By Chantal Houde
As summer approaches, so too does road trip season.
Though journeying by car may not be what first comes to mind when we think of wellness travel, thanks to the potentially long hours spent at the wheel, in Canada, it’s easy to find destinations and stops along the way to be active, get outside, and eat well before and after a day of driving.
With seemingly endless places to hike, paddle, cycle, and swim as you explore mountains, islands, beaches (lake, river or ocean-side), forests, and cities across the country, there’s an itinerary and road trip style to suit all tastes and budgets, including trips with wellness in mind.
Last summer, on a two-week drive from Ottawa, Ontario, to Jasper, Alberta, in a truck outfitted with bicycles, a canoe and a basic kitchen, I was able to experience some of the best of Manitoba, Saskatchewan and Alberta, including camping in some of the most unique Canadian landscapes I’ve seen.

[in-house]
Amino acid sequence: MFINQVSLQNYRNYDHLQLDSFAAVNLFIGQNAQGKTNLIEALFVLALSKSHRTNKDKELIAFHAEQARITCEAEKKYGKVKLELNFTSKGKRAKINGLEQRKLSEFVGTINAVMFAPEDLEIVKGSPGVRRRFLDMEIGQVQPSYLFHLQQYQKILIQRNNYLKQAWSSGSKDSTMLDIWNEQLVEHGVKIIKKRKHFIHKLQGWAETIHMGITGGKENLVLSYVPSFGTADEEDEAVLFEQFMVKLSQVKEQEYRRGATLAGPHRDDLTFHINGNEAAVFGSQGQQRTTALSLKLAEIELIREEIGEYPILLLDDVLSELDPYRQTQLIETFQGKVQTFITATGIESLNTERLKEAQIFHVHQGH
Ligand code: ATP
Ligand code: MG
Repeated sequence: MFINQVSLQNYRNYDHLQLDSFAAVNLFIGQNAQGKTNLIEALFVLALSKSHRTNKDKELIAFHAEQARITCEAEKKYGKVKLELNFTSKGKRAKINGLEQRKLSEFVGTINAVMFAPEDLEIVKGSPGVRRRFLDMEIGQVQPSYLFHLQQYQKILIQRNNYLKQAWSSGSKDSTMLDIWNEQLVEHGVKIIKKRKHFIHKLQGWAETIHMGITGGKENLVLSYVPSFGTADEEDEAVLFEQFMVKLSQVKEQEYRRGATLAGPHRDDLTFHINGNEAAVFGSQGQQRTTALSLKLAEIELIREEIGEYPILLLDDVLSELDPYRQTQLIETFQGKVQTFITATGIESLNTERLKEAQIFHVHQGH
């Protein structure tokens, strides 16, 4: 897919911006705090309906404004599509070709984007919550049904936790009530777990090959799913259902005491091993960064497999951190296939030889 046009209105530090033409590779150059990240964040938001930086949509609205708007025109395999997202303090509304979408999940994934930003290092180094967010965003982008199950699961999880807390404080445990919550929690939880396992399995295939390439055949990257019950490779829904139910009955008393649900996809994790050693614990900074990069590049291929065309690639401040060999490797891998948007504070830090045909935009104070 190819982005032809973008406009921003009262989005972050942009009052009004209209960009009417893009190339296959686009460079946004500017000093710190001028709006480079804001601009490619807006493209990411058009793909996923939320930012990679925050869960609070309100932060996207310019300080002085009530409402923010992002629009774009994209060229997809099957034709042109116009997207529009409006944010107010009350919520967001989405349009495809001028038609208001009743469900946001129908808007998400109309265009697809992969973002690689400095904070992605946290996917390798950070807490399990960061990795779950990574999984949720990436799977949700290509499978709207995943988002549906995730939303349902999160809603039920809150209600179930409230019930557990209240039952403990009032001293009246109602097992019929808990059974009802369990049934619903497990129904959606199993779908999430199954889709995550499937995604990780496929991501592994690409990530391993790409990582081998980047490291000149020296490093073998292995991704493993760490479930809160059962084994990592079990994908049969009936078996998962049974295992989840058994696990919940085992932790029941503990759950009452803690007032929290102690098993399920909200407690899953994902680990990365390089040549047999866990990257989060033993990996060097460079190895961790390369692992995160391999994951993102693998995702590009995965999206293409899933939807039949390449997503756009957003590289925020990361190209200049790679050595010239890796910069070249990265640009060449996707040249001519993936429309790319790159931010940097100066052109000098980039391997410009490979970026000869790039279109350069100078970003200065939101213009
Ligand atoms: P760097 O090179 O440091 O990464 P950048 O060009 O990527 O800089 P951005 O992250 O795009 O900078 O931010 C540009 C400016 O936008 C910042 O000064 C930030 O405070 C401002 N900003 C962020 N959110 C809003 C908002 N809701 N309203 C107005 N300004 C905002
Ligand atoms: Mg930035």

Spruce Woods Provincial Park in central Manitoba was perhaps one of the best surprises of this summer road trip. Kiche Manitou campground, with soft and sandy sites, modern facilities, access to a small beach, and an extensive trail network, is worth a visit, but the real highlight is the nearby Spirit Sands, a unique desert-like ecosystem (the area gets twice as much rain as a true desert) with rolling sand dunes that is held in reverence by Indigenous peoples.
Be sure to bring water, as temperatures amongst the dunes can be several degrees higher than in the surrounding areas, and leave plenty of time for the incredible hike in this sacred natural space.